The 2018 Great American Beer is underway, and the first day of the event held some surprises as well as some very, very good beers. Tenemu’s coverage last year was presented in a chronological format—that is, describing about everything that happened to me and what I did in the same order that I experienced it—I have decided that this year’s coverage will be made up of the same questions every day that I will answer with both relevant descriptions and photographs.
What was the most interesting new thing about the Great American Beer Festival this year?
One of the things that jumped out at me was the dedicated line that Weldwerks Brewing Co. set up for badge holders, i.e. brewers, press and media, sponsors and judges. While the regular line took an average of about 20 minutes—I stood in it to time it—the dedicated line took less than 30 seconds for a pour, meaning you could essentially walk up and choose what you wanted with almost no wait time at all, assuming you had a badge.
What was the best beer you tried?
While there is no doubt that both the Weldwerks Coconut Medianoche and Peanut Butter Cup Medianoche—the latter of which has only been released on draft so far—were wonderful, I have to give the edge to Forager Brewery’s Pudding Goggles, a 10.3 percent ABV imperial porter brewed with coconut and cinnamon. Sweet, thick and featuring a great finish, the porter is almost perfectly balanced and really shows off what the brewery can do, although I am looking forward to comparing it to the much more acclaimed Nillerzzzzz imperial vanilla stout at the Denver Rare Beer Tasting.
What was the most interesting beer you tried?
That would be Dionysus Brewing Co.’s Peach on Through, a 7.5 percent ABV wild ale aged in French oak barrels with cinnamon, peach and vanilla beans. It was incredibly unique, well-balanced and very extremely approachable, with the sourness of the base accentuating the flavors of the adjuncts.
What did you do other than wait in line for small samples of beer for hours on end?
Since the first session did not start until later in the afternoon, I decided to fulfill a long-time want of mine and travel up to Glenwood Springs, Colo. to a little place called Casey Brewing & Blending. Situated on the bank of a river, the small facility is home to one of the best sour breweries in the country, but it does things quite different from most other breweries.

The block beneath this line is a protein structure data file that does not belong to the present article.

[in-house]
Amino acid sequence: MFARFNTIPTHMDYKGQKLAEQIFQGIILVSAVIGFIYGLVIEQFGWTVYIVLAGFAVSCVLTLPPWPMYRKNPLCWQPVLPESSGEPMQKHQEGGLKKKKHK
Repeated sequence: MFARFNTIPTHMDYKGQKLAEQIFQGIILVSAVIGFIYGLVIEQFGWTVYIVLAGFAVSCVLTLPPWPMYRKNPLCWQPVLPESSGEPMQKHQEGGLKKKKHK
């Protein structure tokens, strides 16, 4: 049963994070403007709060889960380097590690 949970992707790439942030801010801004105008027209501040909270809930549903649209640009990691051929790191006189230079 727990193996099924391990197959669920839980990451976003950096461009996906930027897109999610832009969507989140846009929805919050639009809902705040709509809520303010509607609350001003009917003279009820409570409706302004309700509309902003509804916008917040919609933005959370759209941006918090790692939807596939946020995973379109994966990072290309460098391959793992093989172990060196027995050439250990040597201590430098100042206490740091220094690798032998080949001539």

For one, the Casey tasting room is not open for specific hours like you would find on a more traditional brewery tasting room. Instead, the brewery sells a set number of tickets—usually between 20 and 30 total—for tasting sessions only on specific days of the month, currently the first and third weekends of the month spanning Thursday through Sunday. The tasting sessions not only include a fairly extensive brewery tour but also includes extremely generous pours of three different beers and affords attendees the opportunity to purchase vintage bottles to drink on-site.
However, perhaps the thing that is most different compared to that majority of other breweries is the fact that the limited tasting sessions are the only way to visit the brewery and purchase beer. In fact, Casey will—and has—turned people away who make the almost three-hour drive to the brewery from Denver but do not have tickets to a tasting.
The drive is long—as mentioned above, almost three hours—but gorgeous, with roads winding through high mountains above and large rivers below. When we got there, I was a bit surprised at how small the brewery was, although it is significantly larger than it looks on first inspection from the outside. Our tour had about 20 people in it, and the tour guide was personable and fun, going through the history of the brewery as well as some information about the brewing process and beers that the brewery produces. After that, everyone proceeded to drink some of the bottles from the on-site menu and make their selections before heading out again.
While there will be a more extensive post about my visit on the site in the future, it should be noted that one of the representatives at the brewery confirmed that Casey is planning on adding a coolship in the near future, which will be installed in a room above the brewery itself.
What surprised you about the event compared to last year?
I have to say, I noticed the sheer number of people that were present during the first session almost immediately after entering the facility. Although the Thursday night session last year was well-attended, it was not overwhelmingly busy by any means, a feeling that I had multiple times last night as I fought through the crowds to get to a booth.
What was the longest line you stood in, and what did you try?
The aforementioned regular Weldwerks line was the longest I stood in, and I ordered the Peanut Butter Cup Medianoche imperial stout, which was well worth the wait.